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\title{LEAST-SQUARES AND CHI-SQUARE FOR THE BUDDING AFICIONADO: \\
ART AND PRACTICE }
\author{\copyright Carl Heiles \today }
\section{USING SINGULAR VALUE DECOMPOSITION (SVD)} \label{SVD}
Occasionally, a normal-equation matrix $[\alpha] = {\bf X^T
\cdot X}$ is degenerate, or at least sufficiently ill-posed that
inverting it using standard matrix inversion doesn't work. In its
\verb$invert$ function, IDL even provides a keyword called \verb$status$
to check on this (although I find that it is not perfectly reliable; the
best indicator of reliability is to check that the matrix product ${\bf
[\alpha ^{-1}] \cdot [\alpha]} = {\bf I}$, the unitary matrix). In
these cases, Singular Value Decomposition (SVD) comes to the rescue.
First, we reiterate the least-squares problem. Least squares
begins with equations of condition (equation \ref{equationofcondition}),
which are expressed in matrix form as
\begin{equation} \label{eqnofcond}
{\bf X \cdot a} = {\bf y}
\end{equation}
\noindent In our treatments above we premultiply both sides by $\bf
X^T$, on the left generating the curvature matrix $[\alpha]$ to obtain
the normal equations (equation \ref{matrixnormal} or its equivalent
derived from equations \ref{matrixcalcs})
\begin{equation} \label{alphabeta1}
[\alpha] {\bf \cdot a} = {\bf X^T \cdot y} \ ,
\end{equation}
\noindent for which the solution is, of course,
\begin{equation} \label{alphabeta2}
{\bf a} = \left( [\alpha]^{-1} {\bf \cdot X^T} \right) {\bf \cdot y}
\end{equation}
\noindent We need to find the inverse matrix $[\alpha]^{-1}$. Above in
this document we did this using simple matrix inversion, which doesn't
work if $[\alpha]$ is degenerate.
SVD provides a bombproof and interestingly informative way do
least squares. Perhaps surprising, with SVD you don't form normal
equations. Rather, you solve for the coefficients directly. In
essence, SVD provides the combination $\left( [\alpha]^{-1} {\bf \cdot
X^T} \right)$ without taking any inverses. By itself, this doesn't
prevent blowup degenerate cases; however, SVD provides a straightforward
way to eliminate the blowup and get reasonable solutions.
For a discussion of the details of SVD, see NR \S 2.6; for SVD applied
to least squares, see NR \S 15.4; if you are rusty on matrix algebra,
look at NR \S 11.0. Below, we provide a brief description of
SVD. Implementing SVD in our least-squares solutions is trivially easy,
and we provide the IDL prescription below in \S \ref{svdandidl} and \S
\ref{myidl}. {\it Be sure} to look at \S \ref{svdimport}!!
\subsection{Phenomenological description of SVD} \label{svdphenom}
The cornerstone of SVD is that our (or any) $M \times N$ ($M$ rows, $N$
columns) matrix {\bf X}, where $M \ge N$, can be expressed as a product
of three matrices:
\begin{equation} \label{basicsvd}
{\bf X} = {\bf U \cdot} [ w ] {\bf \cdot V^T}
\ ,
\end{equation}
\noindent where \begin{enumerate}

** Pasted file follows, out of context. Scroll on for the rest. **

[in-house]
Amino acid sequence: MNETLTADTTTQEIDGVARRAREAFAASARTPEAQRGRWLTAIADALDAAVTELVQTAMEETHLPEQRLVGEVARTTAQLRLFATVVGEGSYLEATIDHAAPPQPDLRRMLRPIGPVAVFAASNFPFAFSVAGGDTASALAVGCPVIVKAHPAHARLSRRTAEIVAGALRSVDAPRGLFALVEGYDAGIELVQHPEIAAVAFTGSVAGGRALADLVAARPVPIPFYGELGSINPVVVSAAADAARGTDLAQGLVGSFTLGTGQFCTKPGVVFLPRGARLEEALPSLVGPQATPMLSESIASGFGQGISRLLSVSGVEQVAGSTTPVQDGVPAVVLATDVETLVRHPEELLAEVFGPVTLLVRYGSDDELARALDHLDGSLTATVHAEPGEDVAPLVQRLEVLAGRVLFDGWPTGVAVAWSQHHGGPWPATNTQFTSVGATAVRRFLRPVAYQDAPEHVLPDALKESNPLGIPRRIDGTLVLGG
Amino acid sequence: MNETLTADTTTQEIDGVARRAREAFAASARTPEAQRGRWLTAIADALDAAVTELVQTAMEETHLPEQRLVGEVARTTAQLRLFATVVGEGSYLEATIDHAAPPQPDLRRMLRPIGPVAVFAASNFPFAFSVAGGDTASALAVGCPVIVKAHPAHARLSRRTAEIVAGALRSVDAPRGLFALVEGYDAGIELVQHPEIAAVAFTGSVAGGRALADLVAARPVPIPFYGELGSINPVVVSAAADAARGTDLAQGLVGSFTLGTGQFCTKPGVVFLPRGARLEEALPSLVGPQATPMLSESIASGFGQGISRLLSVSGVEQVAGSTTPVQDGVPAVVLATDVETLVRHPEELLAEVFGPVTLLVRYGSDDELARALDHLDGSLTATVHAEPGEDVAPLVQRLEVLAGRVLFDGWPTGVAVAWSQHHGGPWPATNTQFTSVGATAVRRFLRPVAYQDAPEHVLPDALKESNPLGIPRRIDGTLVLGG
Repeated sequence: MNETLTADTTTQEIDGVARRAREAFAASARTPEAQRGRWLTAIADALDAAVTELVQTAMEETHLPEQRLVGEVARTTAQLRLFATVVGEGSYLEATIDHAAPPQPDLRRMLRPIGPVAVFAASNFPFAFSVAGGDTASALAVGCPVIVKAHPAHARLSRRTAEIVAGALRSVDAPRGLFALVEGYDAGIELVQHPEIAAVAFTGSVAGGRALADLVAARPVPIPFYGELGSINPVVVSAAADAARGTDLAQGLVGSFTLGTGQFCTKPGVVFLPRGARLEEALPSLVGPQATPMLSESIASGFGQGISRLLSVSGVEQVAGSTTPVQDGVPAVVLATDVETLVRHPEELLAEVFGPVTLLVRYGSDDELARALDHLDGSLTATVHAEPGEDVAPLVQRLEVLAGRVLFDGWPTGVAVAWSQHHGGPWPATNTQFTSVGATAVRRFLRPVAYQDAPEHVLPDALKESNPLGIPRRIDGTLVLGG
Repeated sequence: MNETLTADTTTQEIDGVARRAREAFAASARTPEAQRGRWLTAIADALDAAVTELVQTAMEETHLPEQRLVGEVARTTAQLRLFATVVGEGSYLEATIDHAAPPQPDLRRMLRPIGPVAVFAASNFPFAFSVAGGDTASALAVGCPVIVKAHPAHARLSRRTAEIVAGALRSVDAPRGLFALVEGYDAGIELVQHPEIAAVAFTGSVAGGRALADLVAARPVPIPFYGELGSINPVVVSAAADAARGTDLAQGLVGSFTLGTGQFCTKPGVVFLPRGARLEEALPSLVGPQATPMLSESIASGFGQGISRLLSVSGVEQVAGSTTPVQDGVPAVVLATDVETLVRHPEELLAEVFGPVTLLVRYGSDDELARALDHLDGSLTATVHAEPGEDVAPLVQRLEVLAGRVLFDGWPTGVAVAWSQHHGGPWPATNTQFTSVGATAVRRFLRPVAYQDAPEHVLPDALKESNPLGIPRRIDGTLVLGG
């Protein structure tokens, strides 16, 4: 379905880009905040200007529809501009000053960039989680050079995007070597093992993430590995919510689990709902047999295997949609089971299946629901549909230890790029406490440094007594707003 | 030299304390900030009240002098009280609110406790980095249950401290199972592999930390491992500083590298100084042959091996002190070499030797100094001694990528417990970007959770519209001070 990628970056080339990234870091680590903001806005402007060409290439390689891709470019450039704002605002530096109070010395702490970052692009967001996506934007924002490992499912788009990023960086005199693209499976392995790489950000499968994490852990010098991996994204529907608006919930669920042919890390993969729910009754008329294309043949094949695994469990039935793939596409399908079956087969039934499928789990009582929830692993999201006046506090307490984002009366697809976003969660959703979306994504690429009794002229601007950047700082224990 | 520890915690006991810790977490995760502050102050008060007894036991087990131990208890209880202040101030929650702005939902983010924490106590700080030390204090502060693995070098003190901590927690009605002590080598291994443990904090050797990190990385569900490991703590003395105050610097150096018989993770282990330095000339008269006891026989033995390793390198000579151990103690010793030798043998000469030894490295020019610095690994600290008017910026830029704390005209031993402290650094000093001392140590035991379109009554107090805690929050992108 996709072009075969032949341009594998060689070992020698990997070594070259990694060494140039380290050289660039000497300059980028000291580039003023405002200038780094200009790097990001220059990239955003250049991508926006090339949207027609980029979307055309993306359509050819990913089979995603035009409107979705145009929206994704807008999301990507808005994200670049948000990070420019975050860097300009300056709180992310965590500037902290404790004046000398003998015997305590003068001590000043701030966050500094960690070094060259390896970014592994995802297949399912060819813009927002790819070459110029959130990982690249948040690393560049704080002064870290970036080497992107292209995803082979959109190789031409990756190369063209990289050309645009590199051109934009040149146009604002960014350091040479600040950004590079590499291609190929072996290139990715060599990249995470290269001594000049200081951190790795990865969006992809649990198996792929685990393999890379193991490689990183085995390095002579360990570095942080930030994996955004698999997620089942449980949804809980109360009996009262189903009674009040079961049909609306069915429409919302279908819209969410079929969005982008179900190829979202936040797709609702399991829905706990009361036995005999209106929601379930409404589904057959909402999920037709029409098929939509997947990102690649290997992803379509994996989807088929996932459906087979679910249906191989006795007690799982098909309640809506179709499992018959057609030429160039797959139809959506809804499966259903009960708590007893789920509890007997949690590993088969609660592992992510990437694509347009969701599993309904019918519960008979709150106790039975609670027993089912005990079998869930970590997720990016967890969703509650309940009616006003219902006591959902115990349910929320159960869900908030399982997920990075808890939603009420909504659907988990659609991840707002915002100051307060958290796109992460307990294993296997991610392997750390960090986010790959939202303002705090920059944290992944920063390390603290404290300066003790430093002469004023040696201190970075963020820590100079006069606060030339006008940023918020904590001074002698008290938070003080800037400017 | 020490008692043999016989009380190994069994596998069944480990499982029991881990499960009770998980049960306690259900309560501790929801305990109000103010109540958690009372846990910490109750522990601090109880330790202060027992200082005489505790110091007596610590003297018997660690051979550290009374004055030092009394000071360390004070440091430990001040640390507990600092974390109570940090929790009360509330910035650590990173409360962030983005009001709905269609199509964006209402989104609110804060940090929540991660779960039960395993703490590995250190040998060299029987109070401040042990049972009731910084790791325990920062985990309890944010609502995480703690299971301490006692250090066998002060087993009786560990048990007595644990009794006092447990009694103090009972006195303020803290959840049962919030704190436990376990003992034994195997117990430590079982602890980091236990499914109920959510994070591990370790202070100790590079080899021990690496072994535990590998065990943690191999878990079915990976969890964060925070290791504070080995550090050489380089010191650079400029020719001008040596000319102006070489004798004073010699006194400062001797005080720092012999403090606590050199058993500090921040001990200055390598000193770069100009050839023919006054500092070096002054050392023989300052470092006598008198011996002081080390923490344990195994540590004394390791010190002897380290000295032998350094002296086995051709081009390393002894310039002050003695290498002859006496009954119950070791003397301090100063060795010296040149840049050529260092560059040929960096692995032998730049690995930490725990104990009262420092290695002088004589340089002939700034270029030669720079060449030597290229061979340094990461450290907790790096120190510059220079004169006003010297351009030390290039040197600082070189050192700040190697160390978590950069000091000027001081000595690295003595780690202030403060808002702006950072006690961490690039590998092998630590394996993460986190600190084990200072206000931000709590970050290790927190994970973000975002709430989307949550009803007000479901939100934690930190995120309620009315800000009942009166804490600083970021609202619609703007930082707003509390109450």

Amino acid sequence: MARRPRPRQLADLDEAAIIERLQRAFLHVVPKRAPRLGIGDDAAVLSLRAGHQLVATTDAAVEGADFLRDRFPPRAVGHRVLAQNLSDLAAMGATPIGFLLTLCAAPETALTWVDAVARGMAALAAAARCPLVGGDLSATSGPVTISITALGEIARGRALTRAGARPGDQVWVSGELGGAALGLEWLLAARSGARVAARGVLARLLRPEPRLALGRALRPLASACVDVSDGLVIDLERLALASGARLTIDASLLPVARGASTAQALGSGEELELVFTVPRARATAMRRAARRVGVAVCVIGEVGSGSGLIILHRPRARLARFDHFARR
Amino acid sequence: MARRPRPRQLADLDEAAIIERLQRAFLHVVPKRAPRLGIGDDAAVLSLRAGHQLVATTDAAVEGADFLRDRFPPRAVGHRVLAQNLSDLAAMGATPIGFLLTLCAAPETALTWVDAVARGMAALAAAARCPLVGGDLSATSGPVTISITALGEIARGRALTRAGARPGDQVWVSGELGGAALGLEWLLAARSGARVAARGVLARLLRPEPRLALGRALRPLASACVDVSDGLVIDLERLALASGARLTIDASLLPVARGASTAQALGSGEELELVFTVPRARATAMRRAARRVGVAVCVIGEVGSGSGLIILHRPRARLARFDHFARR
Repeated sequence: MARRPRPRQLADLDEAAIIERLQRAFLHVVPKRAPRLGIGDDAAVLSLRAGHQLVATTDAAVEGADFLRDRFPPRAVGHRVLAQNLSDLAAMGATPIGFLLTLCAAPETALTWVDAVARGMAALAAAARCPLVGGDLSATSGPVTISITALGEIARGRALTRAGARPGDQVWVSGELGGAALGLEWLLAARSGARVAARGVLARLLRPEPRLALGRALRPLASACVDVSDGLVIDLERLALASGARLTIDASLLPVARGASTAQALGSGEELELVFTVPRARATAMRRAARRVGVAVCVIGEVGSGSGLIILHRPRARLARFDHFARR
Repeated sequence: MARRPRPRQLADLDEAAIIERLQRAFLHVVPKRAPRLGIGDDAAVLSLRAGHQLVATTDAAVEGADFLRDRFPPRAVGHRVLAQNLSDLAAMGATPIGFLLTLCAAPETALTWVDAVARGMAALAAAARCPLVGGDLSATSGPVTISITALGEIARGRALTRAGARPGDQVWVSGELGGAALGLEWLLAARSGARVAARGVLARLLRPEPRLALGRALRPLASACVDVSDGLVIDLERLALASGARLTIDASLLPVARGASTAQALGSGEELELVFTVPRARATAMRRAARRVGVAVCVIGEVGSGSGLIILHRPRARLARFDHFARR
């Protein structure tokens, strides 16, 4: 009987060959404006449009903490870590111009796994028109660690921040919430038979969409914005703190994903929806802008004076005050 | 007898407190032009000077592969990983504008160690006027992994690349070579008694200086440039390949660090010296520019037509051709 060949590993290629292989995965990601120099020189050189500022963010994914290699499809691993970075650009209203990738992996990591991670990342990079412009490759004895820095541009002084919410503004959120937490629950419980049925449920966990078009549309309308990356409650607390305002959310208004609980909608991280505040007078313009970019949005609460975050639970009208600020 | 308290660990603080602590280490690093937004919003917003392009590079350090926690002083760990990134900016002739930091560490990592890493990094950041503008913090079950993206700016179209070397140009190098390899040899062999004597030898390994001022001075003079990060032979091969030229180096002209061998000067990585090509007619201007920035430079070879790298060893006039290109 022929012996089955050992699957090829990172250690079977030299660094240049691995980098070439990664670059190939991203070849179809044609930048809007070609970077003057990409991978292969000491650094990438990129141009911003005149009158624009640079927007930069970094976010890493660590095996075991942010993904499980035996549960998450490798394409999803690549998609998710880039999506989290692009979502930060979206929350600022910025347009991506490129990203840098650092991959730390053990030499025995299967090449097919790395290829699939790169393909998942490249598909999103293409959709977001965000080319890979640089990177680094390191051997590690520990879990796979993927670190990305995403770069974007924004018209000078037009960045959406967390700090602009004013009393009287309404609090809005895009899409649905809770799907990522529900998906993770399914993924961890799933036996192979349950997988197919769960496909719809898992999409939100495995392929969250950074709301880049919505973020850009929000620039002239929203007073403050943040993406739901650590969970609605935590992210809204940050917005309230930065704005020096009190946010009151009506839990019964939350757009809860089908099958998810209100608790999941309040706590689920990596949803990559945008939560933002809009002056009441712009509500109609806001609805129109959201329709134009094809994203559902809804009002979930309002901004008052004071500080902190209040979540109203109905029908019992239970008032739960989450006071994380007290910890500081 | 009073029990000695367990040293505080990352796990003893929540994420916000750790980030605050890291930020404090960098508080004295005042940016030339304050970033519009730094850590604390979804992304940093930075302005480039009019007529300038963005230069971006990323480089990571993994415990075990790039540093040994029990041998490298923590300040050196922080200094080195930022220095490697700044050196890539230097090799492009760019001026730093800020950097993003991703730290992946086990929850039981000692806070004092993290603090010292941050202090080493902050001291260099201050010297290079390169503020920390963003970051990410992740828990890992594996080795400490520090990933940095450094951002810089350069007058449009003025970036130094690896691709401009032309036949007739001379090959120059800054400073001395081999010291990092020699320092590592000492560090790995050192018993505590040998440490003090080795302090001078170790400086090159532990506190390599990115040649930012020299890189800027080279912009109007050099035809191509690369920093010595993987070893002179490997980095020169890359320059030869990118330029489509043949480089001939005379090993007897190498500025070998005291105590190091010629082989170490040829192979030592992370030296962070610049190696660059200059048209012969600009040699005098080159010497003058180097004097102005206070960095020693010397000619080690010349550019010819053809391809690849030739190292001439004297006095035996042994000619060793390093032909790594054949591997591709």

\item $\bf U$ is $M \times N$, $[w]$ is $N \times N$ and
diagonal, and $\bf V$ is $N \times N$; and
\item the columns of $\bf U$ and $\bf V$ are unit vectors that are
orthonormal. Because $\bf V$ is square, its rows are also orthonormal so
that ${\bf V \cdot V^T} = 1$. Recall that, for square orthonormal
vectors, the transpose equals the inverse so $\bf V^T = V^{-1}$.
\end{enumerate}
\noindent So what?
Consider a single {\it row} $m$ of the matrix $\bf X$. This row has a
single value of $x_m$, with an associated value of $y_m$. For this row,
we can consider the entry of each column $n$ of $\bf X$ to be a basis
function $f_n(x_m)$, evaluated at $x_m$. The $N$ columns contain $N$
basis functions. And, of course, we have $N$ coefficients in the
vector $\bf a$. These $N$ basis functions and associated coefficients
represent the entire set of $M$ measurements $y_m$ taken at positions
$x_m$.
Now consider a single {\it column} $n$ of the matrix $\bf X$. This
column consists of the entire set of $M$ values of $f_n(x_m)$ for a
single value of $n$. We can regard the $M$ values of $x_m$ to be a
vector of length $M$. Similarly, we can regard each column $n$ of $\bf
X$ to be an $M$-length vector consisting of the elements $f_n(x_m)$.
Finally, consider the {\it set of $N$ columns} of the matrix $\bf X$. Each
column $n$ is an $M$-element vector with elements $f_n(x_m)$.
Now, there is no reason for these $N$ column vectors
of $\bf X$ to have any special property, such as being orthogonal. In
fact, consider a typical least-squares polynomial fit; this basis set is
certainly {\it not} orthogonal, as we illustrated in our simple
numerical example of \S \ref{***}.
What SVD does is to replace the set of $N$ original nonorthogonal
vectors $\bf X$ by an orthogonal basis set that consists of the $N$ rows
of $\bf V$---in fact, they are not only orthogonal, but
orthonormal.
\subsection{Using SVD for Least Squares} \label{nonsquare}
Some of the original nonorthogonal column vectors of $\bf X$ might
not only be nonorthogonal, they might be degenerate! This happens if the
particular set of the $M$ values $x_m$ make some of the original
nonorthogonal vectors linear combinations of others. This leads to the
unfortunate situation of the curvature matrix $\alpha$ not having an
inverse. In such cases, SVD comes to the rescue.
With SVD you {\it don't form normal equations}, so you don't explicitly
calculate $[\alpha]^{-1}$. We apply SVD to $\mathbf X$, as in equation
\ref{basicsvd}:
\begin{equation} \label{basicsvd0}
{\bf X} = {\bf U \cdot} [ w ] {\bf \cdot V^T}
\ ,
\end{equation}
\noindent NR \S 15.4 shows that the covariance matrix is given by
\begin{equation} \label{alphainveqn}
[\alpha ^{-1}] = {\bf V \cdot} \left[ 1 \over w^2 \right] \cdot {\bf V^T}
\end{equation}
\noindent Given this, the fact that $\mathbf{V^T \cdot V = I}$, and the general